Post-exercise nutrition is just as important as pre-exercise. The optimal timeframe for refuelling after activity is within the first hour of activity. In this period we are looking to consume 1g/kg carbohydrate every hour until normal meals have resumed. Examples of foods that contain 50g carbohydrates can be found below. For our protein, we are looking to consume 20g of high quality protein within that first hour, and examples of these types of foods are found below. It is also imperative that we rehydrate following activity. The easiest way to know how much fluid we need is to weigh ourselves before activity and then immediately post. The amount of weight lost x 1.5 is the amount of fluid we need to consume over the next 2-4 hours. Without access to scales, I would encourage at least 2L of fluids to be consumed in the first 2-4 hours. Sports drinks are useful as they contain carbohydrates and electrolytes (that are lost in sweat) however they are not suitable for everyone. Those of us who have particularly salty sweat benefit more from electrolyte drinks than those who don’t have salty sweat (there are tests that can be conducted to determine specifically how much electrolyte replacement you need). Look for electrolyte drinks that contain 4-8% carbohydrates. As a side note, kids do not sweat as much as adults (they find it harder to regulate their body temperature) as such, particular care should be taken when exercising in warmer weather. In addition, as they do not sweat as much they DO NOT need sports drinks, these just contain extra sugars that are not necessary in their diet.

 Examples of 50g of carbohydrates

•        Sports drink: 700ml

•        Carbohydrate loader: 250ml

•        Liquid meal supplement: 250-300ml

•        Sports Bar: 1-1½ bars

•        Fruit juice: 500ml

•        Cordial: 800ml

•        Fruit smoothie: 250 -300ml

•        Flavoured milk: 560ml

•        2 bananas

•        Sultanas: 4 tbsp

•        Fruit flavoured yoghurt: 2 x 200g


Examples of 15-20g of protein

•        ½ chicken/turkey breast

•        250 g low fat yoghurt

•        300 mL of skimmed/semi skimmed milk

•        500 ml carton of flavoured milk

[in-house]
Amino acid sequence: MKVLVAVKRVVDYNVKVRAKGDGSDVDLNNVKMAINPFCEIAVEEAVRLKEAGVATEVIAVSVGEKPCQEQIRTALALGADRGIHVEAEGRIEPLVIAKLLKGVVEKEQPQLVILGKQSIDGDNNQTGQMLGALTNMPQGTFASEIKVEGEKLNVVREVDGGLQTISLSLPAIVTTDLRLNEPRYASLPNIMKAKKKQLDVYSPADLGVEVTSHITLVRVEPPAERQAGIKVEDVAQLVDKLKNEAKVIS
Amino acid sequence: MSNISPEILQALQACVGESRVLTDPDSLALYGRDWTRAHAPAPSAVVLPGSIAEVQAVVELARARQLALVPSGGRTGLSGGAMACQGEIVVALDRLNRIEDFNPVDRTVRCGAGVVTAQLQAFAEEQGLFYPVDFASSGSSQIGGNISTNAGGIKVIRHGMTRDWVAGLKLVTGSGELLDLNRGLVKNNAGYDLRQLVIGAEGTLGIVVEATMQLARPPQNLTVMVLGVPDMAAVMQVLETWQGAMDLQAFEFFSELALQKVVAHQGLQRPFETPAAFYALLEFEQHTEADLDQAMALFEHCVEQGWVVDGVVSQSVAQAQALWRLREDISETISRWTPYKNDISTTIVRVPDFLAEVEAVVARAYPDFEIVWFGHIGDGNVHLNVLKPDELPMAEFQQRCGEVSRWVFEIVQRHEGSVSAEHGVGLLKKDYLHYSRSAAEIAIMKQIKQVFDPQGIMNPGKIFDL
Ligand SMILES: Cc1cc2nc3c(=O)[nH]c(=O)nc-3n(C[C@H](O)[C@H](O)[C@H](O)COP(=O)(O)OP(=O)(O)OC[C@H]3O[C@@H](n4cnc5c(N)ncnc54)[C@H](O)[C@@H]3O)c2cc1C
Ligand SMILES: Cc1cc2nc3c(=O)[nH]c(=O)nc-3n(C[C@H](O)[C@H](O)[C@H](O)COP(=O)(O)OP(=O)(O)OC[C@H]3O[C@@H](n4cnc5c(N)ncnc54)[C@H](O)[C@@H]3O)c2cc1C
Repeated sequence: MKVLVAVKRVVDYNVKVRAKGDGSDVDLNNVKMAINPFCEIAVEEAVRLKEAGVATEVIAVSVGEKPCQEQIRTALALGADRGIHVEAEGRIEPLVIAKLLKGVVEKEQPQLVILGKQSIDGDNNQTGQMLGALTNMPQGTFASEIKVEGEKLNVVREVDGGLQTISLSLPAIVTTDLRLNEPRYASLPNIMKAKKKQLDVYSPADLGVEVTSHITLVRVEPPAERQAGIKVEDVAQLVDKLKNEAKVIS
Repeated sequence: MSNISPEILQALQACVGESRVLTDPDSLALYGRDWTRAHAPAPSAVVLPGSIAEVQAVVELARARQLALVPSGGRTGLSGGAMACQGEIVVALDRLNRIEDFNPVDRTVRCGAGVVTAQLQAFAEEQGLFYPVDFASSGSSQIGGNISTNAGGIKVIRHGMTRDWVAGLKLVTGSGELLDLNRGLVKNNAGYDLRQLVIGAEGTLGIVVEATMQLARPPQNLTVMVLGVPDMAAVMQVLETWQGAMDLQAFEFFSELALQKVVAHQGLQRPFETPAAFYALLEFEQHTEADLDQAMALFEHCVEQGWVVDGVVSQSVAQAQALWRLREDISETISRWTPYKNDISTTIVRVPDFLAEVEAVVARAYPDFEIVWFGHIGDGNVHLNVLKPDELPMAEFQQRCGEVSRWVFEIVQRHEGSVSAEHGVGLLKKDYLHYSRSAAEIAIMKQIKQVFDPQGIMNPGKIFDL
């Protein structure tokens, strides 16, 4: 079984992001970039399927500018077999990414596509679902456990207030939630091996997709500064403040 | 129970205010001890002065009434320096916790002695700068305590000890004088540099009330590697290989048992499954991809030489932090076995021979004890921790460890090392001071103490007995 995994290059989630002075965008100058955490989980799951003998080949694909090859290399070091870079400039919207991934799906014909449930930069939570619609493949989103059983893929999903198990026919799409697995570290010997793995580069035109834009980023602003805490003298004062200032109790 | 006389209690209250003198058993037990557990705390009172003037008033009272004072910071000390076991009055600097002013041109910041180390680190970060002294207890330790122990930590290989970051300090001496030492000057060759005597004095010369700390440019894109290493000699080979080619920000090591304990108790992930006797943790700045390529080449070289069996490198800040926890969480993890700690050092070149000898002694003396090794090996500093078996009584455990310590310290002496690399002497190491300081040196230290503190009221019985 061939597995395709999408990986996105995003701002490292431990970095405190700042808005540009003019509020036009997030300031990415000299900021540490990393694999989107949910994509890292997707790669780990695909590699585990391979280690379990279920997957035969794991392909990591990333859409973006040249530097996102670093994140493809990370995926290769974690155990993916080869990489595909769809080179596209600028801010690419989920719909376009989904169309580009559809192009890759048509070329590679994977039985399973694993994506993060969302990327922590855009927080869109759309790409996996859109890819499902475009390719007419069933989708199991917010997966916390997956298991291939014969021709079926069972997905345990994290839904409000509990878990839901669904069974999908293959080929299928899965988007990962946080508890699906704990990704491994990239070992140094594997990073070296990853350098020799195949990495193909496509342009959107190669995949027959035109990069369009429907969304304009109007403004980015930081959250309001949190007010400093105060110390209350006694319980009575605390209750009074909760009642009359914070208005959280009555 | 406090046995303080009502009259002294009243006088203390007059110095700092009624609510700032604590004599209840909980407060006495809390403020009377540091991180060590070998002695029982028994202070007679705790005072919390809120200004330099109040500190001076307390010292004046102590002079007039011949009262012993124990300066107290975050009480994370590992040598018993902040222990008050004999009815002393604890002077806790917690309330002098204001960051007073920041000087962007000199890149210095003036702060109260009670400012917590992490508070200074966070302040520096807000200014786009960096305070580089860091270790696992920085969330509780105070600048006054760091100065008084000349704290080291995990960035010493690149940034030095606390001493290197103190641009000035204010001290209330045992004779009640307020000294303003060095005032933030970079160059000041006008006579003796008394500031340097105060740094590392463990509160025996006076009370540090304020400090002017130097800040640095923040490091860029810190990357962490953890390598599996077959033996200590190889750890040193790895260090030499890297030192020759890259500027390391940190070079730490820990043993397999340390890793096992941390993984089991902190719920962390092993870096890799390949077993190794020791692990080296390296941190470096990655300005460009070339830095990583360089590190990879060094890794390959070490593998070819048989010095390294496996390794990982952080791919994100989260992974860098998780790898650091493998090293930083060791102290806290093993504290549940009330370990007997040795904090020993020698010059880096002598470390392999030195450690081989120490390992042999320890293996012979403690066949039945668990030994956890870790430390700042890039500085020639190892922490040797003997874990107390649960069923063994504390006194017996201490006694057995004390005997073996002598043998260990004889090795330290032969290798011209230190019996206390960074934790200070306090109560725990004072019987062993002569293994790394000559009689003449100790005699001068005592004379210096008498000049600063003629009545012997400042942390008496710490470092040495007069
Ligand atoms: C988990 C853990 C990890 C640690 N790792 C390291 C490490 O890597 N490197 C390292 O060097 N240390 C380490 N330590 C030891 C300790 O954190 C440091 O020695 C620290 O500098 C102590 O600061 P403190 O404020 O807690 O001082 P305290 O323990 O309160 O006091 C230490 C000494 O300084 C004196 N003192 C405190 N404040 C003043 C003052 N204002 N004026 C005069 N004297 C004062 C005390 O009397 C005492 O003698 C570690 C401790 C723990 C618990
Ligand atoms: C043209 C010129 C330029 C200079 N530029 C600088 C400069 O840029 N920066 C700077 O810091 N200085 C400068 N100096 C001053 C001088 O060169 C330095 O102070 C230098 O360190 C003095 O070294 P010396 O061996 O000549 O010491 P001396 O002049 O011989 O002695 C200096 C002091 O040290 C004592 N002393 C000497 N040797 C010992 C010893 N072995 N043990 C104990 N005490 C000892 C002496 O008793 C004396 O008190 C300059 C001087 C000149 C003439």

•        Small fillet of salmon

•        ½ tin of tuna

•        1 serve protein supplement drink/bar (depending on the brand & preparation)

 

 

There are plenty more ways that we can ensure we prepare and recover our bodies for events and/or everyday exercise. At Enhance we are looking to cover all aspects of this, so come in and see our physio’s for biomechanical assessments, injury rehabilitation and injury prevention strategies; our exercise physiologist for strength and conditioning training as well as rehabilitation and prevention training; our massage therapists for psychological recovery (through muscle relaxation); and our nutritionist to ensure you are getting the most out of your diet to ensure optimal performance.

Cheers, Madi!

To book an appointment with Madi call 6161 8901 or simply book online.[/vc_column_text][vc_single_image image=”2556″ img_size=”large” alignment=”center”][/vc_column][/vc_row]

Optimising physical performance

[vc_row][vc_column][vc_single_image image=”2552″ img_size=”large” alignment=”center”][vc_column_text]For many of us, the thought of running a marathon is less appealing than (insert horrible activity). However, we all understand that if we were to take on this monstrous task that we would need to train to ensure our body is capable of completing the activity. The same goes for repetitive/heavy lifting. We regularly see patients who present to us with a back strain following lifting or who avoid lifting due to a previous strain that they find flares up when they lift. The vast majority of these have the same thing in common, they haven’t been regularly lifting either that amount of weight, or for the certain number of repetitions. However, the good news is, is that lifting isn’t something to avoid or be careful about so long as we put in a bit of work.

Training yourself to maximise your lifting capacity by strengthening your legs, optimising you biomechanics (yes, you can bend your back, back’s love to bend, but you must use your legs to lift, not your back) and practising repeated lifting can not only help you with work tasks but can also prepare you for those odd jobs around the home like moving furniture. The other benefit to lifting heavy is that we not only strengthen our muscles, but we also strengthen our bones and joints and we make our vertebral discs more resilient to loads and forces. At Enhance, our physio’s along with our exercise physiologist can help get you started on retraining your body to love lifting and build a healthy, stronger more resilient you! And before I sign off, I thought I’d get on board with the 10 year challenge and post this one that is doing the rounds amongst the physio profession #cantgowrongwithgettingstrong #weallgetstrongerwithknowldge

Cheers, Madi!

To book an appointment with Madi call 6161 8901 or simply book online.[/vc_column_text][vc_single_image image=”2553″ img_size=”large” alignment=”center”][/vc_column][/vc_row]